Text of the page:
Back in the early 1980’s my mom saw just such an ad in a magazine. BIG promises of lots of money. She sent the money in, for not one ad but 2 differant ones. The first promised big bucks for sewing baby bibs, the second for making beaded earrings. Both ads were pretty much the same: send in a certain amount of money and they’d send you the supplies, you make the items and send them back to them, they sell them. Simple, sounded great, my mom had at one time been a seamstress, she thought she could sew up a storm of baby bibs for a legit company to sell them. That’s what we all thought, we should have read the fine print…or rather, we should have taken a notice that there was no fine print to read! Or maybe that it was a P.O.Box and not an actual address that was listed in the ad, that should have tipped us off.

Well, the supplies came, most of it cheap junk that we could have gotten cheaper and better quality at a dollar store, my mom haveing been a profesional seamstress thought that useing this absolute crap to make these items seemed pretty stupid and unprofessional but, that’s the items the company used so that’s what they sent…alarm bells should have gone off than…we should have realized that no REAL manufacturer, is gonna use such poor quality supplies to make their goods.

Well, we (my mom, my dad, and me) set out to sewing baby bibs and beaded earings. Comes time to send the items back and low and behold, the P.O.Box had been cancled, the “company” turned out to never have existed, and we were stuck with a bunch of stuff we couln’t use or sell.

We learned a lesson. It wasn’t a very big investment, less than $100, but it was not money well spent…or maybe it was, because it taught us to look at these scams with open eyes and questioning minds.

We learned a lot of things:

We learned to read ads more closely.
We learned to question “companies” with ONLY a P.O.Box.
We learned to ask the company for a job application form.
We learned to ask for a history of the company.
We learned to do a background check on the company.
We learned to never pay money to get a job.
We learned to REAL manufatures don’t put ads in magazine classified.
We learned to that most manufactures only hire local residants, so that the employee has to bring the items right in to the factory to be inspected, before the company well accept and pay you.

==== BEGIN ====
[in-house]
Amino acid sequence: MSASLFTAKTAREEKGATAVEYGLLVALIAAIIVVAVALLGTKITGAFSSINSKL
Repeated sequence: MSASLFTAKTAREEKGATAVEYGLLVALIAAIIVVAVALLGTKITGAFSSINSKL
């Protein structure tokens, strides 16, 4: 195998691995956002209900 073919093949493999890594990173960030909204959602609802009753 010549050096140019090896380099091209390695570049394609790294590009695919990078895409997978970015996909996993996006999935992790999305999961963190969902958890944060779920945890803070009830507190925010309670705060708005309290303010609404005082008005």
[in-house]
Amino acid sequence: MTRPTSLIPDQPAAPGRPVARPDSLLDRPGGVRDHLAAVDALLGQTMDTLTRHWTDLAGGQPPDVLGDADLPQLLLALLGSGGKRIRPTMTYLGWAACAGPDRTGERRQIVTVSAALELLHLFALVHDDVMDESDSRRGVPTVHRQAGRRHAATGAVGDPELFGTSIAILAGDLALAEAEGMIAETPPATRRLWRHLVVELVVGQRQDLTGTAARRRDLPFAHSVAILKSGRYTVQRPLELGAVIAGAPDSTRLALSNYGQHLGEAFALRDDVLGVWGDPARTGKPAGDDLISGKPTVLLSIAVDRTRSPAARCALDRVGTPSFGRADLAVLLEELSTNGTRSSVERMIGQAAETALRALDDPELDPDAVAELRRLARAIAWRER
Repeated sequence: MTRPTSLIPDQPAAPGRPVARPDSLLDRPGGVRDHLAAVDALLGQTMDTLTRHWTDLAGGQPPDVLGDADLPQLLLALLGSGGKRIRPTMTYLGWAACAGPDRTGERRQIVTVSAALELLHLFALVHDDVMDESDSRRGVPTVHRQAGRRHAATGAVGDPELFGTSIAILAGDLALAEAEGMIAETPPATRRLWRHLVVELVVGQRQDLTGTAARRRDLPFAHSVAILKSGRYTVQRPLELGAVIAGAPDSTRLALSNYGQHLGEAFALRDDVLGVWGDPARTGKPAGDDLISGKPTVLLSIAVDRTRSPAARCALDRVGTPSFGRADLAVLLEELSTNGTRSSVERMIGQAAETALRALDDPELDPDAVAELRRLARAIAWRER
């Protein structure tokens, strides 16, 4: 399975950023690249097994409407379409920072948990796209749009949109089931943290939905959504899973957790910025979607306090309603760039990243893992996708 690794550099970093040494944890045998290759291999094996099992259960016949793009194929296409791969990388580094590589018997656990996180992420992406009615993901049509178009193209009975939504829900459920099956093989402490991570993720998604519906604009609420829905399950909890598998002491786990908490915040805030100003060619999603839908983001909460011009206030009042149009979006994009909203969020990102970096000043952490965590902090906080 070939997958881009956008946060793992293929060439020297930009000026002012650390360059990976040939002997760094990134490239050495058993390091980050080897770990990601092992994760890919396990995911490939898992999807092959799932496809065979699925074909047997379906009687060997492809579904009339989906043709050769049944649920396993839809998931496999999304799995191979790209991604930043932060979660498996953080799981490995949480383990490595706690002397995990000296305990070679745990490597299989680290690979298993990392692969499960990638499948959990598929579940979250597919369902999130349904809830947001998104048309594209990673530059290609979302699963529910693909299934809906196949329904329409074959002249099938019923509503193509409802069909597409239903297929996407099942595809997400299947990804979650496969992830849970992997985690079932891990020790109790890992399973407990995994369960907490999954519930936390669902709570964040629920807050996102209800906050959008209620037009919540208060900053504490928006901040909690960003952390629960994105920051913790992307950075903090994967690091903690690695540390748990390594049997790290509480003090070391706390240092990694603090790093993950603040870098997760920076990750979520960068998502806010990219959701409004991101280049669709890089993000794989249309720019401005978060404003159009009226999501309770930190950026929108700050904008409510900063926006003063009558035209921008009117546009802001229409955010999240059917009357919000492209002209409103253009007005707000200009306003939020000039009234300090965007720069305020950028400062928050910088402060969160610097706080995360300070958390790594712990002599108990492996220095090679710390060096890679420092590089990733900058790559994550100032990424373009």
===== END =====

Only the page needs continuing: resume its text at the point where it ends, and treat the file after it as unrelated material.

We learned that REAL jobs assembling items for manufactures, are rare and few and far between, and that you could be on a waiting list for years before they need enough help to get all the way down to your name on their list.

Now we have the internet, and it seems that with it came millions more ways to scam people out of their hard earned money. Every day thousands of new Work-At-Home, Get-Big-Bucks websites are added to the net. A Google search will bring up millions upon millions of them.

When I look at these sites, with their promises of BIG MONEY. I laugh. You see I own more than 200 web sites, 12 fanlistings, and 13 private message boards. I know how to build a website, quite well, maybe not to proffessional standards, but pretty darned close, and than I see these scam sites: many of them are made useing Geo-Cities, Yahoo, AOL, Earthlink, and countless other “free home pages”. Right off the bat that fact alone should set off a RED WARNING ALARM in any person, but it seems that many people do not even notice this fact, and send their money in.

A real company that intends to pay you to work for them, would not be useing a “free home page”. A small craft shop run by the sweet little old lady next door, might use a free home page to sell her knitting and cloth dolls, but she wouldn’t be asking you to send money to make money…no she’d show you a picture of her dolls with a price for each one. The Goth girl down the road might use a free site to peddel her homemade velvet capes, while the Wiccan next door lists home made soap on her MySpace. These are people like me and you who are working at home and selling what they make. These people are legit, and you’ll notice they never ask you to pay for a membership before they allow you to buy their products. These people are small business owners working from home.

The free sites that ask you to spend money to make money… those are the ones you got to watch out for. Those are the scams.

If you see a site made by a free home page site, and offering you lots of money for doing next to nothing, run for the hills, because there is no company that is going to use a free web host to seek out workers. Not a single one.

My hope in writing all of this is that it well help you to weed out the scams from the real work at home jobs.

To all: Good luck on your goal.